EU unity more important than ever, Dutch PM says

Mark Rutte, January 2016
Mark Rutte, January 2016Photo: EU2016 NL / Wikimedia Commons

According to Dutch Prime Minister Mark Rutte, unity within the European Union is more important than ever in this time when international relations and alliances can no longer be counted on. The EU countries must remain united and not let themselves be played against each other, was Rutte's main message in his speech in the European Parliament on Wednesday. "Unity is the basis of our strength", Rutte said, reports. 

Rutte was the seventh European head of government to speak about the future of the EU at the invitation of the European Parliament. Other speakers included Emmanuel Macron from France, Antonio Costa from Portugal and Charles Michel from Belgium. 

The Dutch Prime Minister has always approached the European Union from a pragmatic point of view - the EU is good for trade, prosperity and security, but a more political union can never be an end in itself. On Wednesday, Rutte kept to that viewpoint, but due to geopolitical shifts, he stressed the importance of a united Europe. According to Rutte, these geopolitical shifts are visible in the standoffishness of Russia, the war in Syria, and the economic rise of China and India. "Even the relationship with our most important ally is no longer self-evident. The United States has stepped out of the Paris climate agreement, the nuclear deal with Iran, and we have to deal with import duties on steel."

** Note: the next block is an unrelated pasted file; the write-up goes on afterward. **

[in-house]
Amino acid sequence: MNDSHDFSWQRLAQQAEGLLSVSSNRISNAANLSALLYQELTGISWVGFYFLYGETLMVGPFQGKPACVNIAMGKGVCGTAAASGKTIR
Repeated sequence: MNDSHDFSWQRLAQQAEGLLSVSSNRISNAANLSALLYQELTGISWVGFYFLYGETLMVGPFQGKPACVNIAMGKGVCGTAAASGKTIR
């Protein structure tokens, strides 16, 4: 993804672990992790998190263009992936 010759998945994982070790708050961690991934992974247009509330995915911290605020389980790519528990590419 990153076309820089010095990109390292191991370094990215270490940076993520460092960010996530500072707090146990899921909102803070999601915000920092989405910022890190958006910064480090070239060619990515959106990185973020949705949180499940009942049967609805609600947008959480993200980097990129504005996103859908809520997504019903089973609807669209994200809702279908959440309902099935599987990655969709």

Rutte also spoke about the EU budget for 2021 to 2027, and the financial hole left by the Brexit. But where Rutte pleaded for less money to the EU in March, he now adjusted his standpoint. "It makes sense that the budget will shrink after the Brexit, and within that smaller budget it makes sense that richer countries pay more. But not disproportionately more."

According to Rutte, the EU is an example of how compromises can bring safety and prosperity and of what a free market should look like, but that also means that all members must participate. Without mentioning Poland and Hungary by name, the Dutch PM had a clear message for these countries. "EU membership is not a declaration of intent. It means unconditional press freedom, an independent judiciary, legal certainty and all the other democratic efforts that bind us together as a community of values." Over the past years, the EU has been at odds with Hungary and Poland on these issues multiple times. "If you participate, you must participate fully."

Europe is difficult to define but easy to recognize, Rutte concluded, quoting post-war Dutch Minister of Foreign Affairs Johan Beyen. Difficult to define because the power lies in the diversity of countries, languages, history and cultures. Easy to recognize because of the shared values in a joint union. "We do not have to agree on everything to recognize the value of unity in a rapidly changing world", Rutte said. "This unity is the future of the European Union."